A Day in the Life: Flying Solo’s Peter Crocker
Where do REM and former Dolly model Alison Brahe fit into Peter Crocker's life? You'll have to read on to find out. He's the first of Flying Solo's three directors to share what a 'typical day' for him looks like.
After a stint in digital ad agency land, Peter Crocker started his own business in 2003 specialising in business copywriting, partnering with digital agencies and corporate clients on websites and digital content. Along with his writing partner, he’s worked with agencies large and small on brands including Microsoft, NRMA, SAP, Westpac and AGL to name a few.
These days, Peter Crocker is kept busy managing Flying Solo’s online advertising and marketing, keeping an eye on our online forums and overseeing the development of our website. (He’s also one of our three directors along with Sam Leader and Robert Gerrish.)
We thought it’d be an interesting exercise to see just how those three directors spend their days and Peter is first cab off the rank! Take it away Peter!
"Like many others who work from home, my biggest challenge is maintaining focus. For me, this most obviously manifests with my self-confessed email addiction. "
This is the first time I’ve been asked to so a ‘day in the life’ type piece, and oddly it reminds me of reading my sister’s Dolly in 1991 when they did a segment entitled “REM’s Michael Stipe shows us his garbage”. It was the one with Alison Brahe on the cover.
Anyway, as luck would have it I’ve spent the last few years perfecting my ideal day, I’ve even designed my ideal week!
But typical is hard to pin down, so I’m taking a look at my good, bad and ugly.
My ideal day:
I wake up at 6am and have a quiet coffee on the back steps watching the dawn light. I head out for a bike ride and swim and come back energised and refreshed.
After a quick shower I get into my comfortable yet effortlessly-professional outfit and wake up the kids for breakfast at 7.15am. They laugh at my wacky Dad jokes as I cook them poached eggs with baby spinach on toast. They’re all organised in time to do some reading before school drop off.
By 9am I sit at my clear desk. My to-do list is already neatly handwritten. My most important task is at the top with a smiley face. I’m creative in the morning, so I knock over my priority project in the first three-hour stint before doing anything else.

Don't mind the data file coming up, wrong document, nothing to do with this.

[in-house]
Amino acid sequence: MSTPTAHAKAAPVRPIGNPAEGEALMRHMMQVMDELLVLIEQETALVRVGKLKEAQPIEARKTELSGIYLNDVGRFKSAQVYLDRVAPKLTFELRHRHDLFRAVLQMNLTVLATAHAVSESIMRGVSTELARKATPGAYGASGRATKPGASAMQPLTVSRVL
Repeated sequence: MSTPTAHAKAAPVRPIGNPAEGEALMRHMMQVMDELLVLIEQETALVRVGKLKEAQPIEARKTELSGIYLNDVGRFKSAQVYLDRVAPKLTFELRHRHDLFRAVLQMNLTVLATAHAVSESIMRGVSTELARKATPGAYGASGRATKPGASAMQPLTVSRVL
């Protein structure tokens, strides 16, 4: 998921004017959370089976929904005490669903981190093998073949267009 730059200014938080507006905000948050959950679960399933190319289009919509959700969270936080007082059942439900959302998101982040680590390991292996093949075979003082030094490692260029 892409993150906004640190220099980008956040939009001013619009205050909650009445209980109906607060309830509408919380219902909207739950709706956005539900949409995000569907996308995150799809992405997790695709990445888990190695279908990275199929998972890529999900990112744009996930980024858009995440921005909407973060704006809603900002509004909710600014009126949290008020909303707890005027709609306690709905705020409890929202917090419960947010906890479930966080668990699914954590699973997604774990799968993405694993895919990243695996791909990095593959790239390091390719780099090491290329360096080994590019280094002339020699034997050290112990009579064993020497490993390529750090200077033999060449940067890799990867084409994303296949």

Lunchtime already! I re-energise with a walk in the sun and a perfect Nicoise salad, which I packed for myself when I made the kids’ school lunches the night before.
In the afternoon I shift to smaller tasks, responding to emails, briefing our web developer on upgrades and neatly tying up loose ends. By 5.30pm my inbox is clear, my to-do list is written and I look forward to some al fresco dining with my close friends and family before an early night to read On The Road by Jack Kerouak – such crisp prose!
This happened once in 2009. A fantastic day.
My non-ideal day:
I am woken up by the smell of my daughter’s burning toast at 8am because I’ve stayed up too late watching Australia get rolled for 60 in the cricket, or mindlessly watching The Tonight Show with Jimmy Fallon.
We slam some bread together with random fillings, chuck an apple in the bag and rush the girls out the door. By 9.20am I’m at my desk in my ugg boots with an overflowing inbox, yesterday’s to-do list and tucking into my third coffee.
By lunchtime I’ve just about worked out what I needed to do first thing that morning. At 2.30pm I realise I haven’t eaten anything so I eat half a packet of salted peanuts. I continue to react immediately to emails that come in so that everyone else’s priorities become my own.
I’m just hitting my stride at 6pm when we realize that we’ve got no food and the eldest needs to be at dance at 6.45pm. After BBQing some sausages I’m back at the computer at 9pm feeling disheveled with a four-hour stint of work ahead of me.
Thankfully not typical, but days like this do happen more than I like to admit (although I think I just did).
My typical day:
One great benefit of being involved in Flying Solo, is that you get exposed to all manner of productivity tips and advice on the site and forums. So I’m pleased to say that usually I’m closer to ideal than non-ideal, with a typical day somewhere between these two extremes.
Version #1: In the office Tuesday and Thursday
Two days a week I commute into The Rocks to the Flying Solo office with Robert and Lisa (and occasionally others). These days are quite typical and 9-5ish. These are the days where we work on projects together.
We aim to schedule any external meetings on these days – we have a few each week. Lunch typically involves a kebab in the sun.
Version #2: At home Monday, Tuesday Friday
After the morning flurry to get the girls off to school, I’ll be at my desk about 9am.